Kindergarten class. You would think it would be easier, right? Twenty-five six year olds…all with new boots and sneakers. How do I know? Because each child told me so as he or she showed me shoes. Okay, so I made the mistake of saying how cute one little girl’s boots were. Suddenly everyone had on new shoes and boots. The problem? I had only been there ten minutes. 3:15 was a long way off, and I had much to do before then. We have full day kindergarten at the school where I substitute, a full day of teaching and keeping the peace in class.
You need to re-think your substitute practices when substituting for kindergarten. To keep students focused on the lesson, I usually engage them in conversation. However, when I engage young children in conversation or simply ask a question about the story I am reading, I get the answer I’m looking for and then; “Guess what?”
Now this is where I should realize that it is time to move on with the lesson. But I’m a softie for the angelic face of a child. I say, “What?” This is my mistake. Once you allow one student to tell you “what” the others want to also. The really funny thing is that all children seem to have the same “what” story about an aunt, neighbor, or mom who fell while shampooing the dog in the bathtub when the phone rang and the baby cried, and the mailman came with a package requiring a signature.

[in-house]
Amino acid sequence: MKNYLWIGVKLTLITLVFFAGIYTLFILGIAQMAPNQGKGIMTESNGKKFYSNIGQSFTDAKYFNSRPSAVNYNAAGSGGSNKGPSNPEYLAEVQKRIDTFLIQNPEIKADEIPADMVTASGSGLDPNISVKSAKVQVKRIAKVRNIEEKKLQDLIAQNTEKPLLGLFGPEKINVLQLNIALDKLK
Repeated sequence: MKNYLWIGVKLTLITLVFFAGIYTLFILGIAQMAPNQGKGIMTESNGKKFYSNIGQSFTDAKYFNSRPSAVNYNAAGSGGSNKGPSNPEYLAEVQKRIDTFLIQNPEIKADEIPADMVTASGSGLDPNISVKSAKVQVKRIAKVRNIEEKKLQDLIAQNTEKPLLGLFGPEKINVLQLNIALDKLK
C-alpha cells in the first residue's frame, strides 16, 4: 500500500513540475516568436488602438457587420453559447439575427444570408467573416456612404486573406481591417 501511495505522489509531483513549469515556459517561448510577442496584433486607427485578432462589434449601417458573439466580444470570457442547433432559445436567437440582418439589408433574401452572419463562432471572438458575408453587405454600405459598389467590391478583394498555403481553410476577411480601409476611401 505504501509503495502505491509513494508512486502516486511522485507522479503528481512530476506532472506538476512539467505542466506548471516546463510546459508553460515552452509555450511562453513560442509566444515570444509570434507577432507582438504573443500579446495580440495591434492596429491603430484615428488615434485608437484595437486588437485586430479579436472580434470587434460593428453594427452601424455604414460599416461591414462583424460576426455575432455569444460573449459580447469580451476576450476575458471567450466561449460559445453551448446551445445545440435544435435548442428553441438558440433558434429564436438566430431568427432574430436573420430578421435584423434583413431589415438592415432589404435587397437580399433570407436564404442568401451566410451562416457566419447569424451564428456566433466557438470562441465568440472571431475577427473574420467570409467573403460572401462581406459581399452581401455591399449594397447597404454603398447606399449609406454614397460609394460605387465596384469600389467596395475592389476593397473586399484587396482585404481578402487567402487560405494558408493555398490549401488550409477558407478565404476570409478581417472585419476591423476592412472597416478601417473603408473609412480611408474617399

That was in the morning. After lunch, I tackled social studies. Thanksgiving is coming. What are the students thankful for, the teacher wrote in her lesson plans. Ask students and write their answers on the easel page after reading two Thanksgiving books. Twenty-five children, whose names I did not know, fidgeted on the carpet during and after the stories. I attempted to keep their attention by asking questions about the drawings in the book, but each time I asked a question, the child added a codicil about someone shampooing a dog.
I also didn’t realize that some children do not know how to spell their names. And that these names are creatively spelled. I couldn’t spell them either. Nor could I understand the pronunciation. So I asked the students to return to their tables and get their name tags and then come back to the carpet. Now I could spell the Ra’shons and Ny’Urias, the Maliks and Seamuses.
What am I thankful for? I’m thankful that I do not have to try and accomplish lesson plans with these students every day, although I’m sure I would get better at it as I went along. At least I would learn not to fall into the “what” trap. And never compliment a child’s clothing. God bless all teachers and substitutes everywhere. Enjoy Thanksgiving with your families.